The Church says the resurrection of Jesus was the greatest miracle ever and it could not be a hoax from men or Satan. If that is true then the gospellers thought it was a better miracle than turning Mount Everest into bread and so the sobriety argument does not support them but refutes them. Jesus battled demons. Is this really any worse than battling vampires? Is feeding 5000 men with a few baskets of food more sensible than believing that Lord Krishna in India was able to duplicate himself so that there was a huge number of Krishnas on earth?
 
The argument that a strange story is likely to be true when it is sober and could be a lot stranger doesn’t apply in the case of miracles because strange events are natural and miracles require a supernatural source. The former are more likely than the latter.

The gospels taught foolish doctrines which stand as evidence that they are not as sober as Christians boast. They approved of Jesus’ wacky exegesis which said that God’s title, “God of Abraham, Isaac and Jacob” proved the resurrection of the body. The John gospel deceptively said that Jesus saying that he was one witness for himself and God another fulfilled the legal demand for two witnesses before a testimony could be accepted.

 “If the gospellers made up the miracles and other deeds of Jesus then why do Matthew and Luke and Mark have many stories in common? Why did they not dream up new stories? The answer is because they were telling the truth.”

There could have been any number of reasons for that. Perhaps they just served up some of the same old lies to make it look like that it wasn’t just their opinion that Jesus did and said such and such. If I write an irrefutable fake gospel that has overlaps with some other gospel does that really make it likely to be genuine? If Christians wouldn’t accept it then they have no right accepting their own. Sobriety is of little importance when lies can be demonstrated to have been told.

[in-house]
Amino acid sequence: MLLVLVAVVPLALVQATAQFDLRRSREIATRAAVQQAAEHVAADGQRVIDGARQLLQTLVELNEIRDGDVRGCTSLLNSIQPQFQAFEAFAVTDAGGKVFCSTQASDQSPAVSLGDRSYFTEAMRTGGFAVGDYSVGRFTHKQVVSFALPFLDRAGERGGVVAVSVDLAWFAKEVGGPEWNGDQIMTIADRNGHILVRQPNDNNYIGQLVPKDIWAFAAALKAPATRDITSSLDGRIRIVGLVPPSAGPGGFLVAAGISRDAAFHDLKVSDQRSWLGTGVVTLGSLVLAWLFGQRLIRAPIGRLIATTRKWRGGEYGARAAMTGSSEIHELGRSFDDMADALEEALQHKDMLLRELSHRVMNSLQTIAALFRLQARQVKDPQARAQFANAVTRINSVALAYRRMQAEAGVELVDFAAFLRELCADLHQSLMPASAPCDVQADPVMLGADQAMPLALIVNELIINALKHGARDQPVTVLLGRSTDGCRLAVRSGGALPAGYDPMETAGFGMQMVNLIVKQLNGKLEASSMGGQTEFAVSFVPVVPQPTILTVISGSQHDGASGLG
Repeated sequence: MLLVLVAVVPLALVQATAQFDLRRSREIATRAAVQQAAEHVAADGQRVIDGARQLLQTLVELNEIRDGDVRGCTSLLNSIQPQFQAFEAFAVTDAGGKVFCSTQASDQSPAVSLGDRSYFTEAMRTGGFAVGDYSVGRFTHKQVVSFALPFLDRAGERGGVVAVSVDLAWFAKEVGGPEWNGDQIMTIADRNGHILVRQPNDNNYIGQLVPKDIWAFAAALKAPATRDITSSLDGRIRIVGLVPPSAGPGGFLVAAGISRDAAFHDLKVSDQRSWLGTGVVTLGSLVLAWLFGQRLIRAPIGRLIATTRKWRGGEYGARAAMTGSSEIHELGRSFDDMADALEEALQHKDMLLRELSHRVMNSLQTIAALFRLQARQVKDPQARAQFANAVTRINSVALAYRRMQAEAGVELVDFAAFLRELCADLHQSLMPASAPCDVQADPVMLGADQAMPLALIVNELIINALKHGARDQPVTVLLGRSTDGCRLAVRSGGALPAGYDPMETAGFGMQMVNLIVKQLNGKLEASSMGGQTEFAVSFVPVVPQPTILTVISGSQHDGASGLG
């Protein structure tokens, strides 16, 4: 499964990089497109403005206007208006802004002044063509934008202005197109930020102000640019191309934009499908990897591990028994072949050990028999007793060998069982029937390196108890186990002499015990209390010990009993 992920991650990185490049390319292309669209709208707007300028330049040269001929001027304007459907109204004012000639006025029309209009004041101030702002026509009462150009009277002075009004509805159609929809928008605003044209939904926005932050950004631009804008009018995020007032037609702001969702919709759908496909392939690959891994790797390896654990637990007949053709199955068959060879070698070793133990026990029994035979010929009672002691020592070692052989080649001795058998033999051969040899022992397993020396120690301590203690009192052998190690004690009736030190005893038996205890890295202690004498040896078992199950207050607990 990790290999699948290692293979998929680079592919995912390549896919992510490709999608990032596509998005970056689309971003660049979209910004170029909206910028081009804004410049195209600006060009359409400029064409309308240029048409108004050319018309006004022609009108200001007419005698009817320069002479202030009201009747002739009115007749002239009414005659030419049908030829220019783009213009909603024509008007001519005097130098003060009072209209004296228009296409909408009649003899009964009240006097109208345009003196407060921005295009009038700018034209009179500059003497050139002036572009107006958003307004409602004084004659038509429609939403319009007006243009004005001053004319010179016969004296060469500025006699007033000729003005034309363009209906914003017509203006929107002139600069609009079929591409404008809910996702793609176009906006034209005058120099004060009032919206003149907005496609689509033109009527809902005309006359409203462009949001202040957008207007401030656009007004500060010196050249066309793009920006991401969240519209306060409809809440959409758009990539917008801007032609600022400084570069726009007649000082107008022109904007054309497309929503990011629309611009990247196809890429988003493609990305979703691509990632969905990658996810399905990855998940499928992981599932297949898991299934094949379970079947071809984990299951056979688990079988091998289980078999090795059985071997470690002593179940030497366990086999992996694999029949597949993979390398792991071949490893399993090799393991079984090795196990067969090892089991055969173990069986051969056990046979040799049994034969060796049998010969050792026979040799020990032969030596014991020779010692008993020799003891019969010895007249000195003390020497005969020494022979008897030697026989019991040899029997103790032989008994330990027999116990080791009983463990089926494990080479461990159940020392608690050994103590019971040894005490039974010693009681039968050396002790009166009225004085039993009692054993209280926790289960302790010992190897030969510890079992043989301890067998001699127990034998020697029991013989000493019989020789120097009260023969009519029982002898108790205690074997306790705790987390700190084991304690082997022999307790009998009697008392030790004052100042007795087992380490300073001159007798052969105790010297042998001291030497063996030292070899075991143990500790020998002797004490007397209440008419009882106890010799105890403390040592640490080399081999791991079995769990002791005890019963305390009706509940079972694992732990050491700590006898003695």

The use of similar stories, the material common to the gospels, suggests that the life-story is a pack of lies when it is about a person they could have got different stories about.

Read my page, New Testament is not Inspired, to see how the New Testament while claiming to reverence reason actually reverences credulity.

The New Testament tells serious lies which make all the sobriety in the world no help to it.

The sobriety argument for the existence of Jesus is a failure. When you attempt to apply it to the gospels it makes you more certain that there was no Jesus.
 
Finally
 
The claim that the gospels said embarrassing things about Jesus therefore they are probably true is full of flaws. The main one is that the religious culture of the time revelled in worshipping embarrassing gods even ones like Attis who got castrated against their will.  Jesus needed flaws in order to become popular.  And religion feeds off a secret desire to worship a God who supports one but who in fact has a nasty and lying and irrational side which gives one a smug thrill when one sees others suffer.  Interestingly, not a line of the New Testament seeks to defend Jesus having to pay for our sins.  It is theologians who do that but their opinions are just their opinions.  The New Testament simply admits it is ridiculous but insists that it is nevertheless true. The Catholic Church suffers from people who pretend to have visions and these visions contain much embarrassing material. The argument at best shows something might be true but what use is that? And surely it is a bit wiser to believe a modern-day visionary who makes embarrassing claims than anonymous ancient books? At least you know where the stuff is coming from.
 
And the sobriety of the gospels is a matter of taste and opinion. There is no objective standard for working out how sober they are or if they really are sober. Philosophers find them OTT. Religious material gets crazier the further you go back in time but for their own time the gospels were nutty.

 

What can we pick out as true?  That is anybody's guess.  Christian defender of the faith John Warwick Montgomery can have the last word.  He wrote in 1967 that, “Practically everything Jesus said was offensive to somebody in the early church, and this is no criterion at all for selectivity.”

 

The embarrassment argument applies better to alleged divine revelation than history. For example, Zeus raping a virgin making her give birth to a demigod is stronger in the sight of the argument than saying that the Queen of Sheba was gay.